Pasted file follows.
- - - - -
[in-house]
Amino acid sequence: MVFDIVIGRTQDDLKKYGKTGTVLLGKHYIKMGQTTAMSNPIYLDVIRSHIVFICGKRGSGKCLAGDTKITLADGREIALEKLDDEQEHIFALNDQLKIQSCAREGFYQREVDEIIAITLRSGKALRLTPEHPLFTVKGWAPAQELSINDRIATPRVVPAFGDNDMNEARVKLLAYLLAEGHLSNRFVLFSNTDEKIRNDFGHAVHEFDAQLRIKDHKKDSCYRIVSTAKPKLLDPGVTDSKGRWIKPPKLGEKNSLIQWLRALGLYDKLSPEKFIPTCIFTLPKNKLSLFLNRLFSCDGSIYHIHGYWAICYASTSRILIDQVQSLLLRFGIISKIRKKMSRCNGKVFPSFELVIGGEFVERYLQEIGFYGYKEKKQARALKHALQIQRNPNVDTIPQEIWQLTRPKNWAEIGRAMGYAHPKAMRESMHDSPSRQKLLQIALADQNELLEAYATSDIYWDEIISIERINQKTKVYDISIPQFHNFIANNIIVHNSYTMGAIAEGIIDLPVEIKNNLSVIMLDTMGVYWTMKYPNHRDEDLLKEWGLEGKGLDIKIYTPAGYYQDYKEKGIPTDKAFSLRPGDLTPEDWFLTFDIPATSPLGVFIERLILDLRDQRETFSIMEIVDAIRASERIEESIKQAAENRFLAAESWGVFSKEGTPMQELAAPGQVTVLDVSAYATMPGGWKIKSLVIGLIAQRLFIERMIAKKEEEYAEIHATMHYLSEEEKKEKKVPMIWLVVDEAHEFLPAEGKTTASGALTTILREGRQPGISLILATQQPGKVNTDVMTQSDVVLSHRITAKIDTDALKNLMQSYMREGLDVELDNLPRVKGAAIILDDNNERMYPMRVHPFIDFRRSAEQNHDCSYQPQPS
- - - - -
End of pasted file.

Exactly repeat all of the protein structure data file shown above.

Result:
[in-house]
Amino acid sequence: MVFDIVIGRTQDDLKKYGKTGTVLLGKHYIKMGQTTAMSNPIYLDVIRSHIVFICGKRGSGKCLAGDTKITLADGREIALEKLDDEQEHIFALNDQLKIQSCAREGFYQREVDEIIAITLRSGKALRLTPEHPLFTVKGWAPAQELSINDRIATPRVVPAFGDNDMNEARVKLLAYLLAEGHLSNRFVLFSNTDEKIRNDFGHAVHEFDAQLRIKDHKKDSCYRIVSTAKPKLLDPGVTDSKGRWIKPPKLGEKNSLIQWLRALGLYDKLSPEKFIPTCIFTLPKNKLSLFLNRLFSCDGSIYHIHGYWAICYASTSRILIDQVQSLLLRFGIISKIRKKMSRCNGKVFPSFELVIGGEFVERYLQEIGFYGYKEKKQARALKHALQIQRNPNVDTIPQEIWQLTRPKNWAEIGRAMGYAHPKAMRESMHDSPSRQKLLQIALADQNELLEAYATSDIYWDEIISIERINQKTKVYDISIPQFHNFIANNIIVHNSYTMGAIAEGIIDLPVEIKNNLSVIMLDTMGVYWTMKYPNHRDEDLLKEWGLEGKGLDIKIYTPAGYYQDYKEKGIPTDKAFSLRPGDLTPEDWFLTFDIPATSPLGVFIERLILDLRDQRETFSIMEIVDAIRASERIEESIKQAAENRFLAAESWGVFSKEGTPMQELAAPGQVTVLDVSAYATMPGGWKIKSLVIGLIAQRLFIERMIAKKEEEYAEIHATMHYLSEEEKKEKKVPMIWLVVDEAHEFLPAEGKTTASGALTTILREGRQPGISLILATQQPGKVNTDVMTQSDVVLSHRITAKIDTDALKNLMQSYMREGLDVELDNLPRVKGAAIILDDNNERMYPMRVHPFIDFRRSAEQNHDCSYQPQPS